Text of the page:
The Scientist

» reagents, evolution and disease/medicine

Most Recent

image: Island Disease

Island Disease

By | August 1, 2012

People living on islands in the Norwegian Sea suffer from an unusually high rate of certain genetic diseases and health issues, making the population ripe for research.

3 Comments

image: A Scientist Emerges

A Scientist Emerges

By | August 1, 2012

At age 16, Alexandra Sourakov has her first scientific publication, on the foraging behavior of butterflies.

3 Comments

image: Replacement Parts

Replacement Parts

By | August 1, 2012

To cope with a growing shortage of hearts, livers, and lungs suitable for transplant, some scientists are genetically engineering pigs, while others are growing organs in the lab.

18 Comments

image: Wired to Run—and Think

Wired to Run—and Think

By | July 26, 2012

Evolving the ability to run may also have made our ancestors smarter, suggesting that exercise can be healthy for the brain as well as the body.

2 Comments

image: Tissue on Chips Galore

Tissue on Chips Galore

By | July 26, 2012

The National Institutes of Health will fund 17 projects developing lab-on-a-chip applications to improve drug screening.

1 Comment

image: Cancer Drug Flushes Out HIV

Cancer Drug Flushes Out HIV

By | July 26, 2012

An approved cancer therapeutic makes hiding HIV susceptible to antiviral therapy.

1 Comment

image: Double Duplication

Double Duplication

By | July 24, 2012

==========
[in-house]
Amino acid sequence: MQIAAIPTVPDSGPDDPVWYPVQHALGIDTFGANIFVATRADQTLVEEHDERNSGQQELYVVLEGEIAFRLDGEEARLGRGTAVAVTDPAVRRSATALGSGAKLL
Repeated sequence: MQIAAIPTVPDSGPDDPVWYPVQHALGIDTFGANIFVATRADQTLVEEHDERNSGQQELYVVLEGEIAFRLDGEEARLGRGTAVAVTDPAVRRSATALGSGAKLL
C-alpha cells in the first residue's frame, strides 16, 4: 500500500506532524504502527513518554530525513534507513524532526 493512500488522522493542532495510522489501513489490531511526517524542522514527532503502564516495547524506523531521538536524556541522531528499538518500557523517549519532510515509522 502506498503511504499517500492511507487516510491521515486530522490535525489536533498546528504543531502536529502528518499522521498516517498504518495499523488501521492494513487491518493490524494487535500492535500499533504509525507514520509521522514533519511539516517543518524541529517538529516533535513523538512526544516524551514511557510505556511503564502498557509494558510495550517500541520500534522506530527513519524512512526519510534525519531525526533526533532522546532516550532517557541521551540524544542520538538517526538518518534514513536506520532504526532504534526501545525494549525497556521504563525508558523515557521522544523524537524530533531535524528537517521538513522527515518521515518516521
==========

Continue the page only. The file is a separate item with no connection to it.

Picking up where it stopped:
Two whole genome duplications boosted the complexity of the ancestor of all vertebrates, but also introduced potential for disease.

0 Comments

image: Modeling the Cell

Modeling the Cell

By | July 23, 2012

The first full computer model of a single-celled organism mimics the bacterium’s behaviors and paves the way to more complete disease models.

2 Comments

image: The Polar Bear’s Prehistoric Past

The Polar Bear’s Prehistoric Past

By | July 23, 2012

Genomic analyses reveal that the polar bear evolved between 4 and 5 million years ago, far earlier than previous studies had estimated.

0 Comments

image: One Million Genomic Datasets

One Million Genomic Datasets

By | July 23, 2012

Publicly accessible databases now store nearly 1 million gene-expression datasets, giving researchers a robust resource for discovery.

2 Comments

Popular Now

  1. Monsanto Buys Rights to CRISPR
    The Nutshell Monsanto Buys Rights to CRISPR

    The US agribusiness secures a global, nonexclusive licensing agreement from the Broad Institute to use the gene-editing technology for agricultural applications.

  2. How Plants Evolved Different Ways to Make Caffeine
  3. Thomson Reuters Predicts Nobelists
    The Nutshell Thomson Reuters Predicts Nobelists

    According to citation statistics, researchers behind programmed cell death pathways and CRISPR/Cas9 are among those in line for Nobel Prizes this year.

  4. ESP on Trial
    Foundations ESP on Trial

    In the 1930s, parapsychologist Joseph Banks Rhine aimed to use scientific methods to confirm the existence of extrasensory perception, but faced criticisms of dubious analyses and irreproducible results.

RayBiotech